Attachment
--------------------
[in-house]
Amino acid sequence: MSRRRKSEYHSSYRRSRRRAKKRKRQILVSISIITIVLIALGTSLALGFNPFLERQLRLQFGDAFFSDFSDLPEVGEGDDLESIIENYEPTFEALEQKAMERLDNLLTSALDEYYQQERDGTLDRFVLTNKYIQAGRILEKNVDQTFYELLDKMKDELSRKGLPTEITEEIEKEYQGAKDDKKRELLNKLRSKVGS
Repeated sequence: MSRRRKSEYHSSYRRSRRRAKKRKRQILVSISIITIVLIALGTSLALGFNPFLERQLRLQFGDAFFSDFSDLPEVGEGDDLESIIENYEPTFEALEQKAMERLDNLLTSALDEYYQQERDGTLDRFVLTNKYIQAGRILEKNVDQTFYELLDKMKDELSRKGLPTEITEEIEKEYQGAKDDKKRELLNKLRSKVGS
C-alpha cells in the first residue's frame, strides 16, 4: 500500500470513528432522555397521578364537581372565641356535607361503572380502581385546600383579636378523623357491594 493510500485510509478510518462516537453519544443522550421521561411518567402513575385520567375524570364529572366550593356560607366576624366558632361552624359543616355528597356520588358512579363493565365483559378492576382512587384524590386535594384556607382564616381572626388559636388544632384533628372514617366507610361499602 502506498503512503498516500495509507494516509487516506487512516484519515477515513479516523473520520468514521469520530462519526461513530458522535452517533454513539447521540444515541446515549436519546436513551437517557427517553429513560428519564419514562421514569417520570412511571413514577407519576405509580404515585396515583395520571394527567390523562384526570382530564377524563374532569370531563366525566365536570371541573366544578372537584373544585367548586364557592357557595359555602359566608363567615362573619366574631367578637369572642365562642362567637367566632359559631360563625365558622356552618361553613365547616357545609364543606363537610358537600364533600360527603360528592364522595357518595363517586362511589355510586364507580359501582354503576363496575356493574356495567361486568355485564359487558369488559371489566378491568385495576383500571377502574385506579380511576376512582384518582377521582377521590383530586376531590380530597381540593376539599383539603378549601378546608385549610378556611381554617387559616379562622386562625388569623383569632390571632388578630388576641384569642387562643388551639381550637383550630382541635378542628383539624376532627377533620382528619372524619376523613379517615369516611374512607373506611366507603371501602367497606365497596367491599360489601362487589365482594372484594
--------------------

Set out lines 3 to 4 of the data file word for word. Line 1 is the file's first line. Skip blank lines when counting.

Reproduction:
Repeated sequence: MSRRRKSEYHSSYRRSRRRAKKRKRQILVSISIITIVLIALGTSLALGFNPFLERQLRLQFGDAFFSDFSDLPEVGEGDDLESIIENYEPTFEALEQKAMERLDNLLTSALDEYYQQERDGTLDRFVLTNKYIQAGRILEKNVDQTFYELLDKMKDELSRKGLPTEITEEIEKEYQGAKDDKKRELLNKLRSKVGS
C-alpha cells in the first residue's frame, strides 16, 4: 500500500470513528432522555397521578364537581372565641356535607361503572380502581385546600383579636378523623357491594 493510500485510509478510518462516537453519544443522550421521561411518567402513575385520567375524570364529572366550593356560607366576624366558632361552624359543616355528597356520588358512579363493565365483559378492576382512587384524590386535594384556607382564616381572626388559636388544632384533628372514617366507610361499602 502506498503512503498516500495509507494516509487516506487512516484519515477515513479516523473520520468514521469520530462519526461513530458522535452517533454513539447521540444515541446515549436519546436513551437517557427517553429513560428519564419514562421514569417520570412511571413514577407519576405509580404515585396515583395520571394527567390523562384526570382530564377524563374532569370531563366525566365536570371541573366544578372537584373544585367548586364557592357557595359555602359566608363567615362573619366574631367578637369572642365562642362567637367566632359559631360563625365558622356552618361553613365547616357545609364543606363537610358537600364533600360527603360528592364522595357518595363517586362511589355510586364507580359501582354503576363496575356493574356495567361486568355485564359487558369488559371489566378491568385495576383500571377502574385506579380511576376512582384518582377521582377521590383530586376531590380530597381540593376539599383539603378549601378546608385549610378556611381554617387559616379562622386562625388569623383569632390571632388578630388576641384569642387562643388551639381550637383550630382541635378542628383539624376532627377533620382528619372524619376523613379517615369516611374512607373506611366507603371501602367497606365497596367491599360489601362487589365482594372484594